Open Access Peer-Reviewed
Case Report

Purple urine bag syndrome in end-stage chronic kidney disease

Guillermo Delgado; Michel Martínez-Reséndez; Adrián Camacho-Ortiz

DOI: 10.5935/0101-2800.20140077


INTRODUCTION: When faced with violet, purple or purplish-blue urine, clinicians should consider urinary tract infection in their differential diagnosis.
CASE REPORT: A 60-year-old woman with end-stage kidney disease and non-adherence to renal replacement therapy was admitted to our hospital for placement of hemodialysis catheter. During her hospitalization she had purple urine, and purple urine bag syndrome (PUBS) was diagnosed. She was effectively treated with antibiotics and her urine returned to a dark yellow color.
DISCUSSION: Although this condition is often easily treated, diagnosing PUBS in chronic renal patients probably means an increased serum concentration of indoxyl sulfate, metabolite that is involved in the progression of both CKD and cardiovascular disease.
CONCLUSION: Hence, in the context of our renal patients, perhaps PUBS is not as benign as supposed.

color; klebsiella infections; klebsiella pneumoniae ; patient compliance; renal dialysis; urinary tract infections.


Citation: Delgado G, Martínez-Reséndez M, Camacho-Ortiz A. Purple urine bag syndrome in end-stage chronic kidney disease. Braz. J. Nephrol. (J. Bras. Nefrol.) 36(4):542. doi:10.5935/0101-2800.20140077
Received: May 15 2014; Accepted: August 28 2014


Visual inspection of the urine has been an integral part of clinical medicine since, at least, the Middle Age. Discoloration of this fluid usually draws the attention of any health care professional and frightens patients and relatives. Urinary tract infection (UTI) is a cause of discoloration. Therefore, clinicians should consider it in the differential diagnosis especially when faced with violet, purple or purplish-blue urine, because these colors, although not commonly observed, suggest infection.1,2 We present one case of purple urine in a department of internal medicine at a Mexican university hospital, and briefly discuss its pathophysiology and relevance for clinical practice.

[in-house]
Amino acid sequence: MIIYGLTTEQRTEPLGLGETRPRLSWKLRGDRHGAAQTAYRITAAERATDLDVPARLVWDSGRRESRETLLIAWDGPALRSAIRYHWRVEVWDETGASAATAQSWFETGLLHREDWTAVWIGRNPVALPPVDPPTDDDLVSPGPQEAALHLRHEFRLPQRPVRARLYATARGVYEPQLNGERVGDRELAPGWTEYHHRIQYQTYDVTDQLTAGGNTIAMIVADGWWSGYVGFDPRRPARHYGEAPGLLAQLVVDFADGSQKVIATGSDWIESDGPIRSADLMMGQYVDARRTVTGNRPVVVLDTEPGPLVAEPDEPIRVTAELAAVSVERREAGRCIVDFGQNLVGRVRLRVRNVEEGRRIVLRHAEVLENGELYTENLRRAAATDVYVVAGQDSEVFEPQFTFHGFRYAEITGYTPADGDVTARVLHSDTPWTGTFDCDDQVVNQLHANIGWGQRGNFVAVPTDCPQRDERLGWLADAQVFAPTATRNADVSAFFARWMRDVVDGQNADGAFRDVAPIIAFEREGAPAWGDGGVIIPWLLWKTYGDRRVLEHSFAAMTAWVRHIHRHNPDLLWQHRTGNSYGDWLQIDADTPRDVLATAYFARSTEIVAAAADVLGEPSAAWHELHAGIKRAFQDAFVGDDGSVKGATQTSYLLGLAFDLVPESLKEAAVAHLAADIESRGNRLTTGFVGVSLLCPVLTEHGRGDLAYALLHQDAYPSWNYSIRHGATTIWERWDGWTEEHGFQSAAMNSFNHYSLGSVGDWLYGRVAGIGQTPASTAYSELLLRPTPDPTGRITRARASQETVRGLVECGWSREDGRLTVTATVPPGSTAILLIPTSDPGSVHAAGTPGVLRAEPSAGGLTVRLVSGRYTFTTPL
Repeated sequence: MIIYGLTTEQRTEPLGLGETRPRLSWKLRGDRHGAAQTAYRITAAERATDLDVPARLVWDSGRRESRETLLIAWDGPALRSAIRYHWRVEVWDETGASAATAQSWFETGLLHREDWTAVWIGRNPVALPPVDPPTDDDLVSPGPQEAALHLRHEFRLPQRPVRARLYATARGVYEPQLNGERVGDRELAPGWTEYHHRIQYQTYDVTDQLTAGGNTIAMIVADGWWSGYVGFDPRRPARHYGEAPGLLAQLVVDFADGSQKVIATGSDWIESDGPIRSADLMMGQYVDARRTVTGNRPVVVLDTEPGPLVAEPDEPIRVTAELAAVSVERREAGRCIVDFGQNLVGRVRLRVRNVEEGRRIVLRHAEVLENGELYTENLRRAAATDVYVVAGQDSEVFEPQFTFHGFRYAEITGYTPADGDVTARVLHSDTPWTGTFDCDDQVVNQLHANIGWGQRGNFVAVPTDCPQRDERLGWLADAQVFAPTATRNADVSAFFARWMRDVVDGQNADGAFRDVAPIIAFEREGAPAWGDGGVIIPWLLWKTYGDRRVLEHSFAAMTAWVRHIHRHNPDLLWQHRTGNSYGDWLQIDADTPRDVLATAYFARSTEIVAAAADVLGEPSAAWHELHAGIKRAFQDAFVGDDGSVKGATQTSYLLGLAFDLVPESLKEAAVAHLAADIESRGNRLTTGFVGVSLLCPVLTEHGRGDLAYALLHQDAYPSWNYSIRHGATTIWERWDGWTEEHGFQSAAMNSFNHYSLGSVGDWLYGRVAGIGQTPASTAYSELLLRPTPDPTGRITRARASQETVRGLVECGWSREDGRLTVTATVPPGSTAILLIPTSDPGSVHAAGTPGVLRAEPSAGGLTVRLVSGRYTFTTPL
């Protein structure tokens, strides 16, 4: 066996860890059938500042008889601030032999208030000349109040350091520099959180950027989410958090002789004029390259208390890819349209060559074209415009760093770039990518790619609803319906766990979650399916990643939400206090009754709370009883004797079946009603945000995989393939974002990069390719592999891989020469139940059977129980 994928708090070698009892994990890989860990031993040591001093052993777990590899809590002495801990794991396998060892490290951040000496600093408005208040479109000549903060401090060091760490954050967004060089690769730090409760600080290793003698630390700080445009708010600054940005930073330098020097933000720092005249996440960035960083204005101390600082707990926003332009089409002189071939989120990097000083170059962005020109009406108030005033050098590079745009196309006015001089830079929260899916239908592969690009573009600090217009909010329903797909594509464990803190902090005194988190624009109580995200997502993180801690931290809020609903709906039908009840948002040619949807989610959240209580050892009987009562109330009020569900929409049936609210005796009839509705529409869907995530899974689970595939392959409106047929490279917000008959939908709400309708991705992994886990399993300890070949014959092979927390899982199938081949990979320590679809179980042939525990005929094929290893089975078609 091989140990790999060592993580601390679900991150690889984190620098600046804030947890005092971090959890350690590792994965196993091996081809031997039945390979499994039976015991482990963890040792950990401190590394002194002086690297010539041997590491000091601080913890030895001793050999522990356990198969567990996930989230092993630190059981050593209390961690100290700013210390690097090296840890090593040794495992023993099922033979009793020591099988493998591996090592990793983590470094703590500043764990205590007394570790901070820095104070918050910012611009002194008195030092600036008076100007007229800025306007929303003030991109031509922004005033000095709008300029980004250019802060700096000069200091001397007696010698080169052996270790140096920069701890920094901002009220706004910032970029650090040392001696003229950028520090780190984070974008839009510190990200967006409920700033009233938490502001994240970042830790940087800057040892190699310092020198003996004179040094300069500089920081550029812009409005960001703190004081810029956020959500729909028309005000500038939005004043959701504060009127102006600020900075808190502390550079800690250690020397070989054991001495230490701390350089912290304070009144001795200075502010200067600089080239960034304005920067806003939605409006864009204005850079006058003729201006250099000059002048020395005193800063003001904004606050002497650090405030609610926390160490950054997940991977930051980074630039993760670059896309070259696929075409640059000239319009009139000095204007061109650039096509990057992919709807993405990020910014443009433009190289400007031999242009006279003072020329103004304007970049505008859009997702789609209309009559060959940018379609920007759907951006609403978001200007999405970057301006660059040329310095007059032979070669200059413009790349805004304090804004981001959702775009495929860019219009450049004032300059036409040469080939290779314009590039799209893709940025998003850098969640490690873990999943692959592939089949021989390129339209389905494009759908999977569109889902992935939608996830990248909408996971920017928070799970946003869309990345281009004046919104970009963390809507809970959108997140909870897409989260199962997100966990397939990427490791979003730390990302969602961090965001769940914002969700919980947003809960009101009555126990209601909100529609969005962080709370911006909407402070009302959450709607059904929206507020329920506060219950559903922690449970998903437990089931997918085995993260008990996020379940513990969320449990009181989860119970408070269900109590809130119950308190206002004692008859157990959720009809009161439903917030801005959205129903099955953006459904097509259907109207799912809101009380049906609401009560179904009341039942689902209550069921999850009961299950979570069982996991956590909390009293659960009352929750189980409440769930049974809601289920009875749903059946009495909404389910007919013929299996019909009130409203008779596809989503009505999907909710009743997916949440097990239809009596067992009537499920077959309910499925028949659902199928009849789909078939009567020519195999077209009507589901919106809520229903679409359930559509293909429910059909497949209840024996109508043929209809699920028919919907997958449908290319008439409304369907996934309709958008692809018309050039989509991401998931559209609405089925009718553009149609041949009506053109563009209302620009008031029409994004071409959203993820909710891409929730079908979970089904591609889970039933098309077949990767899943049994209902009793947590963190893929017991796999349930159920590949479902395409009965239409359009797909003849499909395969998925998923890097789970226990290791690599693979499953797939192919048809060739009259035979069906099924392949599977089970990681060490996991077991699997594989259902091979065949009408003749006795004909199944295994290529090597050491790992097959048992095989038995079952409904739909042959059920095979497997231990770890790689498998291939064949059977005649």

A 60-year-old woman with end-stage kidney disease and non-adherence to renal replacement therapy was admitted to our hospital for placement of tunneled hemodialysis catheter. She was diagnosed with chronic kidney disease (CKD) in the previous year, and underwent hemodialysis for nearly six months using a temporary jugular catheter, which was removed due to malfunction. Her past medical history was significant for type 2 diabetes and hypertension, both diseases diagnosed about ten years ago, and treated irregularly with subcutaneous intermediate-acting insulin, prazosin, and a dihydropyridine-calcium channel blocker. She recently came to the emergency room for a hypertensive crisis, and her antihypertensive regime was optimized at the discharge. The patient's medical history also included primary hypothyroidism, treated irregularly with levothyroxine.

A urinary catheter was placed to quantify urine output. Twenty four hours after admission the urine acquired a purple color (Figure 1). The patient was afebrile, denied chills and lower-urinary tract symptoms, and had a normal white blood-cell count. The urinalysis revealed a pH of 8.5, positive leukocyte esterase (2+), 1-2 WBC, 10 RBC, marked bacteriuria, and absence of nitrites. The diagnosis of purple urine bag syndrome (PUBS) was made and she was started empirically on ciprofloxacin. The urine culture was reported positive for K. pneumoniae (> 100,000 CFU/ml) with resistance to fluoroquinolones and nitrofurantoin, but susceptible to aminoglycosides, second and third generation cephalosporins and cotrimoxazole. She was changed to co-trimoxazole. After forty-eight hours the urine returned to a dark yellow color.